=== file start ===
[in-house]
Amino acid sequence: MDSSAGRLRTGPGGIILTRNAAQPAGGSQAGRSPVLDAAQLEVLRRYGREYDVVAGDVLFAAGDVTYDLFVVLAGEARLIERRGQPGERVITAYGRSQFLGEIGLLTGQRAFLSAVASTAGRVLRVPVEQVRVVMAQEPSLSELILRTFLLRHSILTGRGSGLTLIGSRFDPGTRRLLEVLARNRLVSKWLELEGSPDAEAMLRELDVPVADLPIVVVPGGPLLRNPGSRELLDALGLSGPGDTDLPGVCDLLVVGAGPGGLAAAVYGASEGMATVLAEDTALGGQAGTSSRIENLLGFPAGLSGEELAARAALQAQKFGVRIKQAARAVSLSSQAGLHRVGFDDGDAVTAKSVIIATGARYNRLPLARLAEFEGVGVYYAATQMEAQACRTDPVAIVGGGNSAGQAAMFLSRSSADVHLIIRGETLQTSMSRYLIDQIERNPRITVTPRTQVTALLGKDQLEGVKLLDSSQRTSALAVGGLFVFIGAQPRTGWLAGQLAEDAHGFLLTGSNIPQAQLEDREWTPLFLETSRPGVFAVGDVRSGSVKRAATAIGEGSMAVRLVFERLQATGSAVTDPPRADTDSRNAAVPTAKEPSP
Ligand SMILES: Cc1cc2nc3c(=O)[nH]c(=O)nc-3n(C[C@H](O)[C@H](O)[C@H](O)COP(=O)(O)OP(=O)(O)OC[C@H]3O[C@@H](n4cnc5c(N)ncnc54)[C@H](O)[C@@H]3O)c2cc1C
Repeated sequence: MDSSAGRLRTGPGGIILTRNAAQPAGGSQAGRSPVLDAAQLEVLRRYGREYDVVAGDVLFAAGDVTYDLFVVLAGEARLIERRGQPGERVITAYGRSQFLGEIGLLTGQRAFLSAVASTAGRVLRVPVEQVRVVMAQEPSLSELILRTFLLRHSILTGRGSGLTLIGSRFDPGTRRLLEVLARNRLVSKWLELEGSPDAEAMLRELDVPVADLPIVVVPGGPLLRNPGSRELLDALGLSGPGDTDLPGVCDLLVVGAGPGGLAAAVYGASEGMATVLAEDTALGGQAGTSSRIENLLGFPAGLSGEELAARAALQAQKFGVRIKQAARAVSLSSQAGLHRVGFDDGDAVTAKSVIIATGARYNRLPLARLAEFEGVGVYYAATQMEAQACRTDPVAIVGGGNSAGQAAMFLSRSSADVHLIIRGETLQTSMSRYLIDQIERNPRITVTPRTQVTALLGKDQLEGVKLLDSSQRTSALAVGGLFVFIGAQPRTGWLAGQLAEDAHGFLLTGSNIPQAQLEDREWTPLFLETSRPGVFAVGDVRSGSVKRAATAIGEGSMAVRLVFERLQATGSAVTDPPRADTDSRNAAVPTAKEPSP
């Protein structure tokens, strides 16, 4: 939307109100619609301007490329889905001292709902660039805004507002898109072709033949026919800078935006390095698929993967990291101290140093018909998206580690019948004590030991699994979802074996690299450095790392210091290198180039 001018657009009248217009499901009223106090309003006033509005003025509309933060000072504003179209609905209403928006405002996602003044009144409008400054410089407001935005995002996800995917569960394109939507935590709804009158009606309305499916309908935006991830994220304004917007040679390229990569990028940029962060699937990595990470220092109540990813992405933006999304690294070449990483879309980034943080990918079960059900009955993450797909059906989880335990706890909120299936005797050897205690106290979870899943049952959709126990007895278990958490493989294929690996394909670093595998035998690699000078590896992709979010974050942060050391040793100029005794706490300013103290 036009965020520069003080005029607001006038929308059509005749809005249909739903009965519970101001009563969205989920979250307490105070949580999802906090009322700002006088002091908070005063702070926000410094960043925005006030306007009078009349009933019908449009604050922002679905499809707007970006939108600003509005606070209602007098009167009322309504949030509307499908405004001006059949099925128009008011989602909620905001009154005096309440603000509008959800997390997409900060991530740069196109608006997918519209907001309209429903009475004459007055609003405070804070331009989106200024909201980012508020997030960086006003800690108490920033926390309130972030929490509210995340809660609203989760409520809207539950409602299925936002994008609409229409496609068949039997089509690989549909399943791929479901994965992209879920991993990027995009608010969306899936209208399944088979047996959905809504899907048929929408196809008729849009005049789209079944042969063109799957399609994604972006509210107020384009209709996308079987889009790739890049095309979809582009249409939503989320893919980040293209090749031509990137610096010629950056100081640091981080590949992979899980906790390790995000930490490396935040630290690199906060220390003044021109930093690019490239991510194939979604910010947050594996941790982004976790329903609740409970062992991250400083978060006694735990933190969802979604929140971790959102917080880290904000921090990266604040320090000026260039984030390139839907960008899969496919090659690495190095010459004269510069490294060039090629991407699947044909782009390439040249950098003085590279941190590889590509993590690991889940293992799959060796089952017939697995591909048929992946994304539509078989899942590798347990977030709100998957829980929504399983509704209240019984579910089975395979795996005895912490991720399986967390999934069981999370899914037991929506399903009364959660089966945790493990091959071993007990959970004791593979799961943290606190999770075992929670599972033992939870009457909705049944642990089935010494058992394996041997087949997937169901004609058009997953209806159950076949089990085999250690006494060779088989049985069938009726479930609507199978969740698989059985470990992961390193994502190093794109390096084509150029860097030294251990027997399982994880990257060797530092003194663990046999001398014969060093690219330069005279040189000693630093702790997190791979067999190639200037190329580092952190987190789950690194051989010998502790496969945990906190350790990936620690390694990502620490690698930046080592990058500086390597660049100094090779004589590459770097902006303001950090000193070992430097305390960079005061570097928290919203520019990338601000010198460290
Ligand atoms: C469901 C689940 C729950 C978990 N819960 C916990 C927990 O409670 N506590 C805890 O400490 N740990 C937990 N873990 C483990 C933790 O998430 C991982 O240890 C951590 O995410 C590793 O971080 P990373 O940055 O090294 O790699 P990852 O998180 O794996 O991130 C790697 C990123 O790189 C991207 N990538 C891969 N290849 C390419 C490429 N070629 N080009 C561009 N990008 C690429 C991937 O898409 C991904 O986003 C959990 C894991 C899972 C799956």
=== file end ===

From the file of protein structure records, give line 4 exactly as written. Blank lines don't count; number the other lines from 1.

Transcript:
Repeated sequence: MDSSAGRLRTGPGGIILTRNAAQPAGGSQAGRSPVLDAAQLEVLRRYGREYDVVAGDVLFAAGDVTYDLFVVLAGEARLIERRGQPGERVITAYGRSQFLGEIGLLTGQRAFLSAVASTAGRVLRVPVEQVRVVMAQEPSLSELILRTFLLRHSILTGRGSGLTLIGSRFDPGTRRLLEVLARNRLVSKWLELEGSPDAEAMLRELDVPVADLPIVVVPGGPLLRNPGSRELLDALGLSGPGDTDLPGVCDLLVVGAGPGGLAAAVYGASEGMATVLAEDTALGGQAGTSSRIENLLGFPAGLSGEELAARAALQAQKFGVRIKQAARAVSLSSQAGLHRVGFDDGDAVTAKSVIIATGARYNRLPLARLAEFEGVGVYYAATQMEAQACRTDPVAIVGGGNSAGQAAMFLSRSSADVHLIIRGETLQTSMSRYLIDQIERNPRITVTPRTQVTALLGKDQLEGVKLLDSSQRTSALAVGGLFVFIGAQPRTGWLAGQLAEDAHGFLLTGSNIPQAQLEDREWTPLFLETSRPGVFAVGDVRSGSVKRAATAIGEGSMAVRLVFERLQATGSAVTDPPRADTDSRNAAVPTAKEPSP